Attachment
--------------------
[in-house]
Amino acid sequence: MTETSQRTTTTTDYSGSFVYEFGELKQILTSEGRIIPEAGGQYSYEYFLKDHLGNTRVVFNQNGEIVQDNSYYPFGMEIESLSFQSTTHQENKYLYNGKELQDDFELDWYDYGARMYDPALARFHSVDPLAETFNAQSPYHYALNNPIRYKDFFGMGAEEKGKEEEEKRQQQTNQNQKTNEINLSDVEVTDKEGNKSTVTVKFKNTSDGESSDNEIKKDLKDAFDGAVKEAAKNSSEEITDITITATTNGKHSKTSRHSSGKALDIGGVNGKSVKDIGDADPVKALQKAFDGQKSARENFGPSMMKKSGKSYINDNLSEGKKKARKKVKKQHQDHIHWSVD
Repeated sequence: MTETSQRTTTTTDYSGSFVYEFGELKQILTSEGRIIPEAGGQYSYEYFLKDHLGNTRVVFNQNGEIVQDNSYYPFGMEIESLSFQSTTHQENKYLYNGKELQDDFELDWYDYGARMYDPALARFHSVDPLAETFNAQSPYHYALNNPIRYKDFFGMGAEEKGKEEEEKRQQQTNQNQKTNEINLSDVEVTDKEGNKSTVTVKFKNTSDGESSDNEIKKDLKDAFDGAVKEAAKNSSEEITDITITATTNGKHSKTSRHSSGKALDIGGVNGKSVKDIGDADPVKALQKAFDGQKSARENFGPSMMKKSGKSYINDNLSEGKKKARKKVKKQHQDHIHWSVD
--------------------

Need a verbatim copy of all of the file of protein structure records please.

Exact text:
[in-house]
Amino acid sequence: MTETSQRTTTTTDYSGSFVYEFGELKQILTSEGRIIPEAGGQYSYEYFLKDHLGNTRVVFNQNGEIVQDNSYYPFGMEIESLSFQSTTHQENKYLYNGKELQDDFELDWYDYGARMYDPALARFHSVDPLAETFNAQSPYHYALNNPIRYKDFFGMGAEEKGKEEEEKRQQQTNQNQKTNEINLSDVEVTDKEGNKSTVTVKFKNTSDGESSDNEIKKDLKDAFDGAVKEAAKNSSEEITDITITATTNGKHSKTSRHSSGKALDIGGVNGKSVKDIGDADPVKALQKAFDGQKSARENFGPSMMKKSGKSYINDNLSEGKKKARKKVKKQHQDHIHWSVD
Repeated sequence: MTETSQRTTTTTDYSGSFVYEFGELKQILTSEGRIIPEAGGQYSYEYFLKDHLGNTRVVFNQNGEIVQDNSYYPFGMEIESLSFQSTTHQENKYLYNGKELQDDFELDWYDYGARMYDPALARFHSVDPLAETFNAQSPYHYALNNPIRYKDFFGMGAEEKGKEEEEKRQQQTNQNQKTNEINLSDVEVTDKEGNKSTVTVKFKNTSDGESSDNEIKKDLKDAFDGAVKEAAKNSSEEITDITITATTNGKHSKTSRHSSGKALDIGGVNGKSVKDIGDADPVKALQKAFDGQKSARENFGPSMMKKSGKSYINDNLSEGKKKARKKVKKQHQDHIHWSVD